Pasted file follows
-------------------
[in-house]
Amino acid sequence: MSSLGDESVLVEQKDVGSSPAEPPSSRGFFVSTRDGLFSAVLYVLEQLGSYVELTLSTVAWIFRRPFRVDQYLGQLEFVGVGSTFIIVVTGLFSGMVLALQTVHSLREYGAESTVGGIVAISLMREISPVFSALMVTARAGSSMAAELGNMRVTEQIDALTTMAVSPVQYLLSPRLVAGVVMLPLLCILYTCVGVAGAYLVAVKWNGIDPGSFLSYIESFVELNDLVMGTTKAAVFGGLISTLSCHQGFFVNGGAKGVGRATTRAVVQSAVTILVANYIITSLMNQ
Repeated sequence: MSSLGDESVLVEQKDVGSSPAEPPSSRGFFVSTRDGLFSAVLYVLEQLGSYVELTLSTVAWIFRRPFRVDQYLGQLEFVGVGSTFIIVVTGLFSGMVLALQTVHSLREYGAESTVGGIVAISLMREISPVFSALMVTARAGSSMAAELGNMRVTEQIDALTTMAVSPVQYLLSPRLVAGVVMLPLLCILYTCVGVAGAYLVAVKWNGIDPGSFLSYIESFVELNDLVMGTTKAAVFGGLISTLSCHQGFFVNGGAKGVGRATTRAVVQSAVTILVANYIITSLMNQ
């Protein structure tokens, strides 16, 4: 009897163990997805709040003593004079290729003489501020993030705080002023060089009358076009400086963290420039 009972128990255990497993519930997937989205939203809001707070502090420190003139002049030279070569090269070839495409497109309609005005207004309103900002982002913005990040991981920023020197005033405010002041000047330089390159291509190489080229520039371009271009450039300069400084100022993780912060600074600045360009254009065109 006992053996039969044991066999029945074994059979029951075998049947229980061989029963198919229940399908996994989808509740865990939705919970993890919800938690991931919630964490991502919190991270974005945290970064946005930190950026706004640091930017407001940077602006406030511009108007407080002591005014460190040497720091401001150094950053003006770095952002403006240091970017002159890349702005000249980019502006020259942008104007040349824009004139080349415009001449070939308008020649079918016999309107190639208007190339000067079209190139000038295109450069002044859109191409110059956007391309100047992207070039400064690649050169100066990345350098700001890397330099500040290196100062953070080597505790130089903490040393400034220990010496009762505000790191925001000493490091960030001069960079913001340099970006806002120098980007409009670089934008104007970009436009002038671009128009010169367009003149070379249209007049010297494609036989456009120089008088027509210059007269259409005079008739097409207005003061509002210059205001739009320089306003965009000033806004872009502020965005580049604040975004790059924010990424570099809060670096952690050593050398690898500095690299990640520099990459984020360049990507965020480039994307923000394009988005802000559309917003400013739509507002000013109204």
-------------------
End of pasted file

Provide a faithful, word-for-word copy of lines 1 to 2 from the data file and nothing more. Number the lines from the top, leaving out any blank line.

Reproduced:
[in-house]
Amino acid sequence: MSSLGDESVLVEQKDVGSSPAEPPSSRGFFVSTRDGLFSAVLYVLEQLGSYVELTLSTVAWIFRRPFRVDQYLGQLEFVGVGSTFIIVVTGLFSGMVLALQTVHSLREYGAESTVGGIVAISLMREISPVFSALMVTARAGSSMAAELGNMRVTEQIDALTTMAVSPVQYLLSPRLVAGVVMLPLLCILYTCVGVAGAYLVAVKWNGIDPGSFLSYIESFVELNDLVMGTTKAAVFGGLISTLSCHQGFFVNGGAKGVGRATTRAVVQSAVTILVANYIITSLMNQ